We learned in college that the "teenager" is an invention of the early 20th century -- the Hallmark holiday of social development, if you will.
Considering teenhood is something we take for granted and chock off to biology, wrapping my mind around its artifice is an amazing mental leap. And yet in the the last handful of years, we actually got to witness the process by which marketers do, in fact, create, label and adorn a proud new developmental segment: the tween (formerly known as the pre-teen).
The other night I was having this moody quarterlife funk and it occurred to me that "adulthood" is probably as much a construction as teen and tweenhood.
It's more opaque, granted, because you can't really give it a beginning and end (13-19 or 8-12). And because of that, I have this abiding worry that unless we realize there's no placeholder for "adulthood" because there is no adulthood, most of us are going to be groping blindly for it for a very long time.
That's too bad, because so many of us need adulthood to exist so badly: Once you've taken all the prescribed steps -- pre-school, gradeschool, puberty, college -- and are launched out into that wide, wide world, onto what safe ground can you measure your next move?
We fall back on marketing, media and pop culture, which generously distributes guidelines grafted onto us in part by our institutions.
College taught us how to watch the news, question religion, suspect authority figures and have existential conversation. But jobs teach you that's kid shit. Life's about being jaded.
With time, and in the exact same way you and your ilk learned how to smoke pot, date and fuck, you will learn how to hate your inevitable office life, that you'll eventually lose count of your sexual partners (and it will be okay!), that you'll get cheated on or will cheat. You'll get married, have kids, suffer from a midlife crisis and buy too many cars. You'll divorce and go on some tortured quest for your high school sweetheart.
Maybe you'll find religion again. Or better yet, go to grad school.
Bills are inevitable, friends are few, and to unwind, everybody goes drinking on Friday. You'll make cliched statements: I've never felt this way in my life. I want to have your baby. Please love me.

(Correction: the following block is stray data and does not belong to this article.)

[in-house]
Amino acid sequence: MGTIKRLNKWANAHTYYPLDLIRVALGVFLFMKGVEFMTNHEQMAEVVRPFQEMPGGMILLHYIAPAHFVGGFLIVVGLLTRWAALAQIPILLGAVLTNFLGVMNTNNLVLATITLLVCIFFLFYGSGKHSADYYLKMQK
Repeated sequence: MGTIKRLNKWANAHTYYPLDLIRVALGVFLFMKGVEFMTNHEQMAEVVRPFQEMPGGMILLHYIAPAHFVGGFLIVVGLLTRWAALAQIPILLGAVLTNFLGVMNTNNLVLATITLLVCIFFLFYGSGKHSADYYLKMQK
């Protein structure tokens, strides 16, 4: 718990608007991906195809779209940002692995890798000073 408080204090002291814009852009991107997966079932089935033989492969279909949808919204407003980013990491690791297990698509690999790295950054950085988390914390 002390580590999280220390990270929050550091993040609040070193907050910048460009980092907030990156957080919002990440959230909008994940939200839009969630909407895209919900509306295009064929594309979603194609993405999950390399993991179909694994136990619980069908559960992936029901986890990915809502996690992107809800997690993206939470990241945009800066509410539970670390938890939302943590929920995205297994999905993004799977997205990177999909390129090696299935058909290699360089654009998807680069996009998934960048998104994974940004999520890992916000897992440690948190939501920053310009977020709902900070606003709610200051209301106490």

And amidst all of this, every once in awhile, that question without an answer will surface in your mind: Is this adulthood?
Sometimes it'll come out as a statement: Behave like an adult!
Inanely: I'm a grown-ass man.
Or in a more childlike way, amid defeat: Grown-ups don't do this to each other.
On a quest for secure ground where there really isn't any, my generation has found a convenient shelf, courtesy of your local marketer: We're Quarterlifers. And we're having a crisis. Our debts are high, we're going home to mom and dad, no job is good enough for us, and we've been victimized by the murky indefiniteness of "adulthood."
According to the associated data, we'll be here from age 21 to age 29 -- after which we can coast safely into mid-life, a world we understand because, like teenhood, it has been so lovingly documented for us.
How hard would it be to say fuck all of this?
It is surprisingly much harder to leave a world safely accorded us by pop culture than any of us is willing to believe. And that's too bad. Maybe if we admitted we're addicted to a constellation of spoonfed -- occasionally bleak or beautiful -- images, we could learn to pick and choose which ones we actually want to live out and which ones to relegate to the heap.
And amidst all that personal sifting, perhaps then we could do the truly impossible -- indeed, that very antithesis of early adulthood: locate what makes us happy, and do it bravely, and do it now instead of seeking a prescribed "next step" that will earn nods of approval all around. (Granted, playing the martyr is also something we've learned along the way.)
But oh, many of us won't allow ourselves to shake all this off until after the long struggle toward retirement. Sagacity is part of the blueprint, but only near the end.